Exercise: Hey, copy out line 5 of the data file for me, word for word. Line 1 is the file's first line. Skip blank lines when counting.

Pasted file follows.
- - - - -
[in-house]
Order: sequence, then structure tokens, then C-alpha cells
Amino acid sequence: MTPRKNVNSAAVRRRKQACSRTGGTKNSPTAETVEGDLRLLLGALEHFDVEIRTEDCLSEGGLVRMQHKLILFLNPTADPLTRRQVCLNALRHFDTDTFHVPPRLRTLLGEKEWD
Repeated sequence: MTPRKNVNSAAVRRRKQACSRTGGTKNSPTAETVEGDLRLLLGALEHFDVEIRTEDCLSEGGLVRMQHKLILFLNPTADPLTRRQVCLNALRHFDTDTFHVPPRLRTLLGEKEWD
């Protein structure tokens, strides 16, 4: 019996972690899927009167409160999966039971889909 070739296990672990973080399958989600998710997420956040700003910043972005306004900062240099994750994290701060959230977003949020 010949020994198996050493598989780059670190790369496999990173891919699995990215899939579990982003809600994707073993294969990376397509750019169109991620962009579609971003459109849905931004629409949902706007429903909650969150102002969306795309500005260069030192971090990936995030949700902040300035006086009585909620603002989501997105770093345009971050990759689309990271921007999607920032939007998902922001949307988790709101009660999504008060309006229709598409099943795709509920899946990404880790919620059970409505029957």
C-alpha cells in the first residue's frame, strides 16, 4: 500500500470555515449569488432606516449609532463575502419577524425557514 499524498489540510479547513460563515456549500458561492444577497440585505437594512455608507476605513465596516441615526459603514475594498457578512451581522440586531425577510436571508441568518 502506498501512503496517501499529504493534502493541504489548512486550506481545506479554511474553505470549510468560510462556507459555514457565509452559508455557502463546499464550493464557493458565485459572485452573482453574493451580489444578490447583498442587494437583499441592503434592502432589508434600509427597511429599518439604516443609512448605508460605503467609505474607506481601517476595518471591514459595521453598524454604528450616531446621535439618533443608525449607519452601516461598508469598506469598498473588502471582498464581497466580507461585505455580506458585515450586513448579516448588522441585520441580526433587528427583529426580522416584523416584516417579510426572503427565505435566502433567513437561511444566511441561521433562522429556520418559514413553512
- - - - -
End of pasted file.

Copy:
């Protein structure tokens, strides 16, 4: 019996972690899927009167409160999966039971889909 070739296990672990973080399958989600998710997420956040700003910043972005306004900062240099994750994290701060959230977003949020 010949020994198996050493598989780059670190790369496999990173891919699995990215899939579990982003809600994707073993294969990376397509750019169109991620962009579609971003459109849905931004629409949902706007429903909650969150102002969306795309500005260069030192971090990936995030949700902040300035006086009585909620603002989501997105770093345009971050990759689309990271921007999607920032939007998902922001949307988790709101009660999504008060309006229709598409099943795709509920899946990404880790919620059970409505029957």